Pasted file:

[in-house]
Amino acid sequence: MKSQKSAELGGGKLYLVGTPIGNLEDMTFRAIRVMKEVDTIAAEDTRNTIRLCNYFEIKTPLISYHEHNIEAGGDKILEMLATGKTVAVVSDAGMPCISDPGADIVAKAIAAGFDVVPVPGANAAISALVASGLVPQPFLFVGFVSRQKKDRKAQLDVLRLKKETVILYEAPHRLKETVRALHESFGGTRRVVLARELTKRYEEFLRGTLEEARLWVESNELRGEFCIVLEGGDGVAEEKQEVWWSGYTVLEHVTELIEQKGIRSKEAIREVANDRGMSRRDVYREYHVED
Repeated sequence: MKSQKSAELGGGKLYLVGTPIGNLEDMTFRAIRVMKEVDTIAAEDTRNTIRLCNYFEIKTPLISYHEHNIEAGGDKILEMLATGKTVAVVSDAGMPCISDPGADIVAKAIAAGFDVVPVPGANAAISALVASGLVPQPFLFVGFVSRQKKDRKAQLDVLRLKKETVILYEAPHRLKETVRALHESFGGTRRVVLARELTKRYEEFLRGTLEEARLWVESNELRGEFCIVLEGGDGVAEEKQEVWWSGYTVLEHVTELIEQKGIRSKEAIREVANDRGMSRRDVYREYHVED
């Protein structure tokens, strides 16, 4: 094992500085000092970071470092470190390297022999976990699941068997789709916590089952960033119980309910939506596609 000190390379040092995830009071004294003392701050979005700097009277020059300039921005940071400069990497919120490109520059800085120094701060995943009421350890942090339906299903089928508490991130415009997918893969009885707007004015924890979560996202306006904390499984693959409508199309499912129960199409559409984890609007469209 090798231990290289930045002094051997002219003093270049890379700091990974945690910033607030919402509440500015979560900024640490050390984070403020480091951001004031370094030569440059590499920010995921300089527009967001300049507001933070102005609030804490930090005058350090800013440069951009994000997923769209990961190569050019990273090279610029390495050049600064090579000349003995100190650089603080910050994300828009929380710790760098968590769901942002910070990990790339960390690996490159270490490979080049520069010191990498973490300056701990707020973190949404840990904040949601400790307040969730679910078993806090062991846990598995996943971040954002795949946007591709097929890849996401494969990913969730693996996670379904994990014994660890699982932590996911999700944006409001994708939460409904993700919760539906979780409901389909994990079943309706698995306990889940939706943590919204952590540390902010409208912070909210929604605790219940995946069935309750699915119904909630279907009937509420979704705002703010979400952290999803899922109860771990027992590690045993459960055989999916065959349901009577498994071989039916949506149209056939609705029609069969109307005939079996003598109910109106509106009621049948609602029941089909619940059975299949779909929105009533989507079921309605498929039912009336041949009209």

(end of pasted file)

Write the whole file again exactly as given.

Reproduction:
[in-house]
Amino acid sequence: MKSQKSAELGGGKLYLVGTPIGNLEDMTFRAIRVMKEVDTIAAEDTRNTIRLCNYFEIKTPLISYHEHNIEAGGDKILEMLATGKTVAVVSDAGMPCISDPGADIVAKAIAAGFDVVPVPGANAAISALVASGLVPQPFLFVGFVSRQKKDRKAQLDVLRLKKETVILYEAPHRLKETVRALHESFGGTRRVVLARELTKRYEEFLRGTLEEARLWVESNELRGEFCIVLEGGDGVAEEKQEVWWSGYTVLEHVTELIEQKGIRSKEAIREVANDRGMSRRDVYREYHVED
Repeated sequence: MKSQKSAELGGGKLYLVGTPIGNLEDMTFRAIRVMKEVDTIAAEDTRNTIRLCNYFEIKTPLISYHEHNIEAGGDKILEMLATGKTVAVVSDAGMPCISDPGADIVAKAIAAGFDVVPVPGANAAISALVASGLVPQPFLFVGFVSRQKKDRKAQLDVLRLKKETVILYEAPHRLKETVRALHESFGGTRRVVLARELTKRYEEFLRGTLEEARLWVESNELRGEFCIVLEGGDGVAEEKQEVWWSGYTVLEHVTELIEQKGIRSKEAIREVANDRGMSRRDVYREYHVED
């Protein structure tokens, strides 16, 4: 094992500085000092970071470092470190390297022999976990699941068997789709916590089952960033119980309910939506596609 000190390379040092995830009071004294003392701050979005700097009277020059300039921005940071400069990497919120490109520059800085120094701060995943009421350890942090339906299903089928508490991130415009997918893969009885707007004015924890979560996202306006904390499984693959409508199309499912129960199409559409984890609007469209 090798231990290289930045002094051997002219003093270049890379700091990974945690910033607030919402509440500015979560900024640490050390984070403020480091951001004031370094030569440059590499920010995921300089527009967001300049507001933070102005609030804490930090005058350090800013440069951009994000997923769209990961190569050019990273090279610029390495050049600064090579000349003995100190650089603080910050994300828009929380710790760098968590769901942002910070990990790339960390690996490159270490490979080049520069010191990498973490300056701990707020973190949404840990904040949601400790307040969730679910078993806090062991846990598995996943971040954002795949946007591709097929890849996401494969990913969730693996996670379904994990014994660890699982932590996911999700944006409001994708939460409904993700919760539906979780409901389909994990079943309706698995306990889940939706943590919204952590540390902010409208912070909210929604605790219940995946069935309750699915119904909630279907009937509420979704705002703010979400952290999803899922109860771990027992590690045993459960055989999916065959349901009577498994071989039916949506149209056939609705029609069969109307005939079996003598109910109106509106009621049948609602029941089909619940059975299949779909929105009533989507079921309605498929039912009336041949009209």